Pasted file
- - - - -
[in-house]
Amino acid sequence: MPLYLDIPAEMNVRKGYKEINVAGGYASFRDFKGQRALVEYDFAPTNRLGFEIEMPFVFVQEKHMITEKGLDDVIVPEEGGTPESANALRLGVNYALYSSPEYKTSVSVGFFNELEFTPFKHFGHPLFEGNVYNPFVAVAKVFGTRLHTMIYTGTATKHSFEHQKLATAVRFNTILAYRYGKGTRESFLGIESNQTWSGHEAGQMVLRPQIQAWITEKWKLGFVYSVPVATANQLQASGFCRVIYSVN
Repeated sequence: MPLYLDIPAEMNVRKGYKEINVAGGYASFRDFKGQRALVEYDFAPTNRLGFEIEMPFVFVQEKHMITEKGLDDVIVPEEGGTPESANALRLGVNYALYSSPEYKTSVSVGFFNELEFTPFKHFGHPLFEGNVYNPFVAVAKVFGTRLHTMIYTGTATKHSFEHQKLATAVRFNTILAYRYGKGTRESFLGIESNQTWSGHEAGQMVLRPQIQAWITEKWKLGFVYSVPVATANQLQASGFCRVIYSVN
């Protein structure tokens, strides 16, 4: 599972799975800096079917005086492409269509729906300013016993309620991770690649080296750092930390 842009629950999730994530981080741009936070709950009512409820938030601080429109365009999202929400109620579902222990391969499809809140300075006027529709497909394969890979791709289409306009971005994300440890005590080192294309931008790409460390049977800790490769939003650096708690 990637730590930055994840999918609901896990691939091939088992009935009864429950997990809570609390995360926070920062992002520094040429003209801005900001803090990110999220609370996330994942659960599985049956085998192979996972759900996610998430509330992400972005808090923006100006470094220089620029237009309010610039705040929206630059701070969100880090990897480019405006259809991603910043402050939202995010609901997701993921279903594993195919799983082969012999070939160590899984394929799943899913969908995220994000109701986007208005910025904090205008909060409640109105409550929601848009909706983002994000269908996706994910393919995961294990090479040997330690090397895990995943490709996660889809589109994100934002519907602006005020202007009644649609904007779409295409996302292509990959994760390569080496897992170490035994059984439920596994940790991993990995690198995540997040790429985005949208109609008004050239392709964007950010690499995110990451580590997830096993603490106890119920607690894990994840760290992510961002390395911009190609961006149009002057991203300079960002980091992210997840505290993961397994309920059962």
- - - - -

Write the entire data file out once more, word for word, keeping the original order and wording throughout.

[in-house]
Amino acid sequence: MPLYLDIPAEMNVRKGYKEINVAGGYASFRDFKGQRALVEYDFAPTNRLGFEIEMPFVFVQEKHMITEKGLDDVIVPEEGGTPESANALRLGVNYALYSSPEYKTSVSVGFFNELEFTPFKHFGHPLFEGNVYNPFVAVAKVFGTRLHTMIYTGTATKHSFEHQKLATAVRFNTILAYRYGKGTRESFLGIESNQTWSGHEAGQMVLRPQIQAWITEKWKLGFVYSVPVATANQLQASGFCRVIYSVN
Repeated sequence: MPLYLDIPAEMNVRKGYKEINVAGGYASFRDFKGQRALVEYDFAPTNRLGFEIEMPFVFVQEKHMITEKGLDDVIVPEEGGTPESANALRLGVNYALYSSPEYKTSVSVGFFNELEFTPFKHFGHPLFEGNVYNPFVAVAKVFGTRLHTMIYTGTATKHSFEHQKLATAVRFNTILAYRYGKGTRESFLGIESNQTWSGHEAGQMVLRPQIQAWITEKWKLGFVYSVPVATANQLQASGFCRVIYSVN
């Protein structure tokens, strides 16, 4: 599972799975800096079917005086492409269509729906300013016993309620991770690649080296750092930390 842009629950999730994530981080741009936070709950009512409820938030601080429109365009999202929400109620579902222990391969499809809140300075006027529709497909394969890979791709289409306009971005994300440890005590080192294309931008790409460390049977800790490769939003650096708690 990637730590930055994840999918609901896990691939091939088992009935009864429950997990809570609390995360926070920062992002520094040429003209801005900001803090990110999220609370996330994942659960599985049956085998192979996972759900996610998430509330992400972005808090923006100006470094220089620029237009309010610039705040929206630059701070969100880090990897480019405006259809991603910043402050939202995010609901997701993921279903594993195919799983082969012999070939160590899984394929799943899913969908995220994000109701986007208005910025904090205008909060409640109105409550929601848009909706983002994000269908996706994910393919995961294990090479040997330690090397895990995943490709996660889809589109994100934002519907602006005020202007009644649609904007779409295409996302292509990959994760390569080496897992170490035994059984439920596994940790991993990995690198995540997040790429985005949208109609008004050239392709964007950010690499995110990451580590997830096993603490106890119920607690894990994840760290992510961002390395911009190609961006149009002057991203300079960002980091992210997840505290993961397994309920059962």